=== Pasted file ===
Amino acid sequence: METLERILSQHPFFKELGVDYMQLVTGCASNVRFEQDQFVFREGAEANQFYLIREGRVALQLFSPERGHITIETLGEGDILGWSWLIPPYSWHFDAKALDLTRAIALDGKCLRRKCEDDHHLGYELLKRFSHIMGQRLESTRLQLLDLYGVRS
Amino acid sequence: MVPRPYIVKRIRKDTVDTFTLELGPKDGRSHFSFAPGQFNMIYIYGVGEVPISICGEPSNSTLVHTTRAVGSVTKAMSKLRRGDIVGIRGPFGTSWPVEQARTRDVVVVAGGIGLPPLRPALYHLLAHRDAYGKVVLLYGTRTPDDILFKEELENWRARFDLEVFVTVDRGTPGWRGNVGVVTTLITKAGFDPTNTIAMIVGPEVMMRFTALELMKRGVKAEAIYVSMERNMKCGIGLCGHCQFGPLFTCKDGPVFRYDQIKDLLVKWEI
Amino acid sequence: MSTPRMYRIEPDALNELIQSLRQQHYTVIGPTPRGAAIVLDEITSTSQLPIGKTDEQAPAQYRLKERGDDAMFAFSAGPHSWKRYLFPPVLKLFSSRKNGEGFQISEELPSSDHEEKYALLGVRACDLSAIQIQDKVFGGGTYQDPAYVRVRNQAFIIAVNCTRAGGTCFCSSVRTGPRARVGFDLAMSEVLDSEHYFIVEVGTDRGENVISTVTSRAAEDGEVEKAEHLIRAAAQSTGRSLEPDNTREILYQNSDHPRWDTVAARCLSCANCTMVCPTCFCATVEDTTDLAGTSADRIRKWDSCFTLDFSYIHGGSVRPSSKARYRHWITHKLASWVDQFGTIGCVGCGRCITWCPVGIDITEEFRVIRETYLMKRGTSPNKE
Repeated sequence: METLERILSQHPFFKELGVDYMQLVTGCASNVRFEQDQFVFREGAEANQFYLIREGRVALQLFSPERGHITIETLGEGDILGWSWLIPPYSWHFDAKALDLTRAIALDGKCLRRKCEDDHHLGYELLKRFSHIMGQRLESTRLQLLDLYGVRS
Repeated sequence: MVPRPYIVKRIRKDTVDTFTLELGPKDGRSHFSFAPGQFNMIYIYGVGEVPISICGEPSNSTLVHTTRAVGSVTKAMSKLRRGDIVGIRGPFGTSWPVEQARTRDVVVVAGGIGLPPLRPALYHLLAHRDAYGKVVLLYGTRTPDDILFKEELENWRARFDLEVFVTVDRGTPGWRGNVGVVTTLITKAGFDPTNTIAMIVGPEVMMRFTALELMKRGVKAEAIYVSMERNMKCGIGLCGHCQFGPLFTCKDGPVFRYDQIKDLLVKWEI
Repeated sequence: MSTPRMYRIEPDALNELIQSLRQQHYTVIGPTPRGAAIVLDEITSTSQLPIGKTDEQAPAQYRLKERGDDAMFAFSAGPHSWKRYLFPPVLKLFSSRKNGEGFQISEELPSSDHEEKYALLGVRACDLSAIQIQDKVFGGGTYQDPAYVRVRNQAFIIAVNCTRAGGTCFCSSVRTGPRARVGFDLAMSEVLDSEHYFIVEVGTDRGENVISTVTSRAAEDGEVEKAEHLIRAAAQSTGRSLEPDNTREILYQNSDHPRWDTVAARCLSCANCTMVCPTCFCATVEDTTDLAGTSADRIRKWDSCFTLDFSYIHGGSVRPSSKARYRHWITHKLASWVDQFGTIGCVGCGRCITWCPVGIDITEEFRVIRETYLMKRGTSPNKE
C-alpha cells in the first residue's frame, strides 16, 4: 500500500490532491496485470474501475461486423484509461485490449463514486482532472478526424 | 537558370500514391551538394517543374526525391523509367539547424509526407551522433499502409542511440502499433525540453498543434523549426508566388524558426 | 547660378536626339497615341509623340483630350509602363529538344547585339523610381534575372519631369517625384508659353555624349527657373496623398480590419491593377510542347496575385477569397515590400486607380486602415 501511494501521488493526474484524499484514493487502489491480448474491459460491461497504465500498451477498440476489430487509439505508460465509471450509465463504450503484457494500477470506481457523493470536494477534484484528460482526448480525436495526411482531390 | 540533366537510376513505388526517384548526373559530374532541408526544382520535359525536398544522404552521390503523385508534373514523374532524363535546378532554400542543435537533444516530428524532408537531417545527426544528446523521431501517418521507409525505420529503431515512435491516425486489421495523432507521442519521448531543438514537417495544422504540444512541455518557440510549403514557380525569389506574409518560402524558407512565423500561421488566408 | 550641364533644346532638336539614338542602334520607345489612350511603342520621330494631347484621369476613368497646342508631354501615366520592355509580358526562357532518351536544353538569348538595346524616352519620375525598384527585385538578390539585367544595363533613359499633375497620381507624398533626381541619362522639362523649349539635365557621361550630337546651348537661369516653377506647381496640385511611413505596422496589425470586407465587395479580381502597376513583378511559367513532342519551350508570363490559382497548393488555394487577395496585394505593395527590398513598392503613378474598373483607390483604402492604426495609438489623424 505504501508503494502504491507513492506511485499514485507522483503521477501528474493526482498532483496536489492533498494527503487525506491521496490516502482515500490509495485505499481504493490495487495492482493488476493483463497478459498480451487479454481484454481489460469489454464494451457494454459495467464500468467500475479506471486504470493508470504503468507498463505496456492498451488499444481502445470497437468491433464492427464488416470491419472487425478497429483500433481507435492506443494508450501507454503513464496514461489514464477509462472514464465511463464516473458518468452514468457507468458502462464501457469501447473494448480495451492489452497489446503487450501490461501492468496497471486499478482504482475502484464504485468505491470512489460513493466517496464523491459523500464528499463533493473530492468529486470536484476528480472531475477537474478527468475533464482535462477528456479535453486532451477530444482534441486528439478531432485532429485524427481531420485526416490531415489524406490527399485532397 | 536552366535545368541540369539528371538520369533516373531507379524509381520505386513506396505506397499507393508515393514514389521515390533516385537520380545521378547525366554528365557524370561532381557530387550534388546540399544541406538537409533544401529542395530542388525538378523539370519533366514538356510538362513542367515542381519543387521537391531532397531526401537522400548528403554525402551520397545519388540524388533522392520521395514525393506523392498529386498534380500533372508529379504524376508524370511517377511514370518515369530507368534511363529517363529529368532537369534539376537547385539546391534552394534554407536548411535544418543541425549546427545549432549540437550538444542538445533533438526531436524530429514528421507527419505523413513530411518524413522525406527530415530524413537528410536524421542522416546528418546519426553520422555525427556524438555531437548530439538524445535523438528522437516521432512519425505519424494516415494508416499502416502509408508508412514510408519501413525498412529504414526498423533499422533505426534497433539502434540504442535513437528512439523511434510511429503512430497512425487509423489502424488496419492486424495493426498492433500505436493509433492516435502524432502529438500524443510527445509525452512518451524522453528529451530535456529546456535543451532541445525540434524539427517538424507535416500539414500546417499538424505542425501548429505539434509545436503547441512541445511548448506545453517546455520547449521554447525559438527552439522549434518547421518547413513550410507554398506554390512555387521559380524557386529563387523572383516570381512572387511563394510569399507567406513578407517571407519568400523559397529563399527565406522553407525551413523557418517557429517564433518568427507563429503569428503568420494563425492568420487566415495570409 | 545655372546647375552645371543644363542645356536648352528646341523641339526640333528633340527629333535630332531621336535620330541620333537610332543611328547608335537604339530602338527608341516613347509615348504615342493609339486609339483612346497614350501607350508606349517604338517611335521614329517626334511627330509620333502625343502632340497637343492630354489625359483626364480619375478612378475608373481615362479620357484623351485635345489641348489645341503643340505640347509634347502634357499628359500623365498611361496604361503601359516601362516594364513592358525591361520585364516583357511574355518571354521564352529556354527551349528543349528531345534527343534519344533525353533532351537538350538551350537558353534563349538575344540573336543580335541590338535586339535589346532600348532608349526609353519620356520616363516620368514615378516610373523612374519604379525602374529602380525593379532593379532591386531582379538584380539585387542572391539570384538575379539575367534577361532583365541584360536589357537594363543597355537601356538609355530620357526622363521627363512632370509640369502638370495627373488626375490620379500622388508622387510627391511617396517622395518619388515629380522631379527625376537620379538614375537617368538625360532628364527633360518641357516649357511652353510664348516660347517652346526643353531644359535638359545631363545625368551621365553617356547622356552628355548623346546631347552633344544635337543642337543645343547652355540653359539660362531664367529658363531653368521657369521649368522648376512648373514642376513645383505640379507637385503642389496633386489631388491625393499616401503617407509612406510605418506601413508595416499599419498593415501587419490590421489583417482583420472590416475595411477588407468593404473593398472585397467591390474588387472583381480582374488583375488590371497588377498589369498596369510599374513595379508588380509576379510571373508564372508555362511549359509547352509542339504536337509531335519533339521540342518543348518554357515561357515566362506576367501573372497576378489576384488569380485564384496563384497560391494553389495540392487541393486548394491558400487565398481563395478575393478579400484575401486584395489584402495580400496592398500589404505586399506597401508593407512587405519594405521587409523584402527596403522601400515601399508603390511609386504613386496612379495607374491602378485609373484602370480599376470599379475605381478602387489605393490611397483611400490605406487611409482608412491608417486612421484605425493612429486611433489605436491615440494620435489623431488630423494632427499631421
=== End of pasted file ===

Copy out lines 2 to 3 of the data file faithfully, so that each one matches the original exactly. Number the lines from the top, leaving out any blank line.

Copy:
Amino acid sequence: MVPRPYIVKRIRKDTVDTFTLELGPKDGRSHFSFAPGQFNMIYIYGVGEVPISICGEPSNSTLVHTTRAVGSVTKAMSKLRRGDIVGIRGPFGTSWPVEQARTRDVVVVAGGIGLPPLRPALYHLLAHRDAYGKVVLLYGTRTPDDILFKEELENWRARFDLEVFVTVDRGTPGWRGNVGVVTTLITKAGFDPTNTIAMIVGPEVMMRFTALELMKRGVKAEAIYVSMERNMKCGIGLCGHCQFGPLFTCKDGPVFRYDQIKDLLVKWEI
Amino acid sequence: MSTPRMYRIEPDALNELIQSLRQQHYTVIGPTPRGAAIVLDEITSTSQLPIGKTDEQAPAQYRLKERGDDAMFAFSAGPHSWKRYLFPPVLKLFSSRKNGEGFQISEELPSSDHEEKYALLGVRACDLSAIQIQDKVFGGGTYQDPAYVRVRNQAFIIAVNCTRAGGTCFCSSVRTGPRARVGFDLAMSEVLDSEHYFIVEVGTDRGENVISTVTSRAAEDGEVEKAEHLIRAAAQSTGRSLEPDNTREILYQNSDHPRWDTVAARCLSCANCTMVCPTCFCATVEDTTDLAGTSADRIRKWDSCFTLDFSYIHGGSVRPSSKARYRHWITHKLASWVDQFGTIGCVGCGRCITWCPVGIDITEEFRVIRETYLMKRGTSPNKE